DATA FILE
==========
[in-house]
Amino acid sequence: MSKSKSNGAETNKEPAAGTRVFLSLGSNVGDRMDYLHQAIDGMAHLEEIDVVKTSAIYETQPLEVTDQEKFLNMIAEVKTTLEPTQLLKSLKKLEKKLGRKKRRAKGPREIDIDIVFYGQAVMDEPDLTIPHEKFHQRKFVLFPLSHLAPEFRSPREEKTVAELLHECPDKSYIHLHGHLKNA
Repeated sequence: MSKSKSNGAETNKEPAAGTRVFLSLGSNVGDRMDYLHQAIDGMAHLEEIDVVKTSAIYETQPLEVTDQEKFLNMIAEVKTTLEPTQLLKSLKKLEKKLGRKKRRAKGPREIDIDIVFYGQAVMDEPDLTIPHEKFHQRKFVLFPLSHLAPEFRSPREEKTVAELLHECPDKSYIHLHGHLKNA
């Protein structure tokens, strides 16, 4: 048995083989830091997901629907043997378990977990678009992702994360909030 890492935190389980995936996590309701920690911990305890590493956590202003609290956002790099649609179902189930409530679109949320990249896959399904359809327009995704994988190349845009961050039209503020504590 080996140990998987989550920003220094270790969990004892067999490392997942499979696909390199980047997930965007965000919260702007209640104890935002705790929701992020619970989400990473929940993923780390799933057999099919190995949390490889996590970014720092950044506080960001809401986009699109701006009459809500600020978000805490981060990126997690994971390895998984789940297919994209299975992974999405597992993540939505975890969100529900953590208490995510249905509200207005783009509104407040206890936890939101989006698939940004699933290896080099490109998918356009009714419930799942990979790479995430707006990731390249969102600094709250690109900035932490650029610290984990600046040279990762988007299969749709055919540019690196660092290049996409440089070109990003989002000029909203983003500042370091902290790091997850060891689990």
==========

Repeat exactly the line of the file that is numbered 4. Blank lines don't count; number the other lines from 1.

């Protein structure tokens, strides 16, 4: 048995083989830091997901629907043997378990977990678009992702994360909030 890492935190389980995936996590309701920690911990305890590493956590202003609290956002790099649609179902189930409530679109949320990249896959399904359809327009995704994988190349845009961050039209503020504590 080996140990998987989550920003220094270790969990004892067999490392997942499979696909390199980047997930965007965000919260702007209640104890935002705790929701992020619970989400990473929940993923780390799933057999099919190995949390490889996590970014720092950044506080960001809401986009699109701006009459809500600020978000805490981060990126997690994971390895998984789940297919994209299975992974999405597992993540939505975890969100529900953590208490995510249905509200207005783009509104407040206890936890939101989006698939940004699933290896080099490109998918356009009714419930799942990979790479995430707006990731390249969102600094709250690109900035932490650029610290984990600046040279990762988007299969749709055919540019690196660092290049996409440089070109990003989002000029909203983003500042370091902290790091997850060891689990």